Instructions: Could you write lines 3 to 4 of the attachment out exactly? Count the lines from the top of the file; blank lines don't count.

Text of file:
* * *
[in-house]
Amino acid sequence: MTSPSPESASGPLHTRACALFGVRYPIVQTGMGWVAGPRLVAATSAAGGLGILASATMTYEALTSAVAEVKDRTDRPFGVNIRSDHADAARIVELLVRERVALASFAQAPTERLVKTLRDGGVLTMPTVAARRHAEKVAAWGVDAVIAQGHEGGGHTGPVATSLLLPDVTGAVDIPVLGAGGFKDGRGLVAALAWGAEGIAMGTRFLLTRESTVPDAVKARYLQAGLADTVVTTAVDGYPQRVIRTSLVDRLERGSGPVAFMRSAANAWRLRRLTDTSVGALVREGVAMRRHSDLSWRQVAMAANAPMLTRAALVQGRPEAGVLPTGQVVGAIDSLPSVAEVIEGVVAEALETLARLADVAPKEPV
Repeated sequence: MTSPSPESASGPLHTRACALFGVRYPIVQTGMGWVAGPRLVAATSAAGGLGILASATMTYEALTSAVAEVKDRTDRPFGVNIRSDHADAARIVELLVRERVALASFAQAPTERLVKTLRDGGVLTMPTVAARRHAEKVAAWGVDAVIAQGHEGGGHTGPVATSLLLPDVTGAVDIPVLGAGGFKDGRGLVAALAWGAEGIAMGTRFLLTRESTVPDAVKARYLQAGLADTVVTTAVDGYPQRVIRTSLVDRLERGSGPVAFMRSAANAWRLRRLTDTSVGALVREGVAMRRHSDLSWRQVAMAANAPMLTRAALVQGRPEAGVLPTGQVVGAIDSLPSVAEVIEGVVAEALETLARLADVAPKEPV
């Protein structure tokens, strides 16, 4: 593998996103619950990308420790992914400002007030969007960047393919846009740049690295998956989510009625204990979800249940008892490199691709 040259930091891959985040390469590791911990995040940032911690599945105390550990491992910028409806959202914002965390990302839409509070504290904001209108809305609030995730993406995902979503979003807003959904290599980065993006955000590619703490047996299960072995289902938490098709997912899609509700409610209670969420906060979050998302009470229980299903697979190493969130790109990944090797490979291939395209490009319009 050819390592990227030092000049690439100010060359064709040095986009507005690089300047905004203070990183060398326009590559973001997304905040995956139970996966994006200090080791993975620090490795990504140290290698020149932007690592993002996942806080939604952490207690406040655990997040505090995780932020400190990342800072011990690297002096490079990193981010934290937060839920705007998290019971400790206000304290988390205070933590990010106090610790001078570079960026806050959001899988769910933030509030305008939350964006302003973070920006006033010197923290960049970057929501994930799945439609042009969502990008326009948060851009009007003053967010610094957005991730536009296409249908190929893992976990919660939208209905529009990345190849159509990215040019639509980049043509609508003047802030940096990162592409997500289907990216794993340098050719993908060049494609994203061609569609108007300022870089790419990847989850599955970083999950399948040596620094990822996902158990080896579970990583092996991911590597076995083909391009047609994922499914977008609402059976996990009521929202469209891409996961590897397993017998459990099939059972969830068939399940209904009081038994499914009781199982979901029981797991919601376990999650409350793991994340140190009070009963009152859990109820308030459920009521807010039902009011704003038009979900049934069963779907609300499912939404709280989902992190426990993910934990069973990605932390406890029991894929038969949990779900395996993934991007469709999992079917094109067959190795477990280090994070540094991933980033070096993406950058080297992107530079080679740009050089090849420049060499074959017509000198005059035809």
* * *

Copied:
Repeated sequence: MTSPSPESASGPLHTRACALFGVRYPIVQTGMGWVAGPRLVAATSAAGGLGILASATMTYEALTSAVAEVKDRTDRPFGVNIRSDHADAARIVELLVRERVALASFAQAPTERLVKTLRDGGVLTMPTVAARRHAEKVAAWGVDAVIAQGHEGGGHTGPVATSLLLPDVTGAVDIPVLGAGGFKDGRGLVAALAWGAEGIAMGTRFLLTRESTVPDAVKARYLQAGLADTVVTTAVDGYPQRVIRTSLVDRLERGSGPVAFMRSAANAWRLRRLTDTSVGALVREGVAMRRHSDLSWRQVAMAANAPMLTRAALVQGRPEAGVLPTGQVVGAIDSLPSVAEVIEGVVAEALETLARLADVAPKEPV
């Protein structure tokens, strides 16, 4: 593998996103619950990308420790992914400002007030969007960047393919846009740049690295998956989510009625204990979800249940008892490199691709 040259930091891959985040390469590791911990995040940032911690599945105390550990491992910028409806959202914002965390990302839409509070504290904001209108809305609030995730993406995902979503979003807003959904290599980065993006955000590619703490047996299960072995289902938490098709997912899609509700409610209670969420906060979050998302009470229980299903697979190493969130790109990944090797490979291939395209490009319009 050819390592990227030092000049690439100010060359064709040095986009507005690089300047905004203070990183060398326009590559973001997304905040995956139970996966994006200090080791993975620090490795990504140290290698020149932007690592993002996942806080939604952490207690406040655990997040505090995780932020400190990342800072011990690297002096490079990193981010934290937060839920705007998290019971400790206000304290988390205070933590990010106090610790001078570079960026806050959001899988769910933030509030305008939350964006302003973070920006006033010197923290960049970057929501994930799945439609042009969502990008326009948060851009009007003053967010610094957005991730536009296409249908190929893992976990919660939208209905529009990345190849159509990215040019639509980049043509609508003047802030940096990162592409997500289907990216794993340098050719993908060049494609994203061609569609108007300022870089790419990847989850599955970083999950399948040596620094990822996902158990080896579970990583092996991911590597076995083909391009047609994922499914977008609402059976996990009521929202469209891409996961590897397993017998459990099939059972969830068939399940209904009081038994499914009781199982979901029981797991919601376990999650409350793991994340140190009070009963009152859990109820308030459920009521807010039902009011704003038009979900049934069963779907609300499912939404709280989902992190426990993910934990069973990605932390406890029991894929038969949990779900395996993934991007469709999992079917094109067959190795477990280090994070540094991933980033070096993406950058080297992107530079080679740009050089090849420049060499074959017509000198005059035809």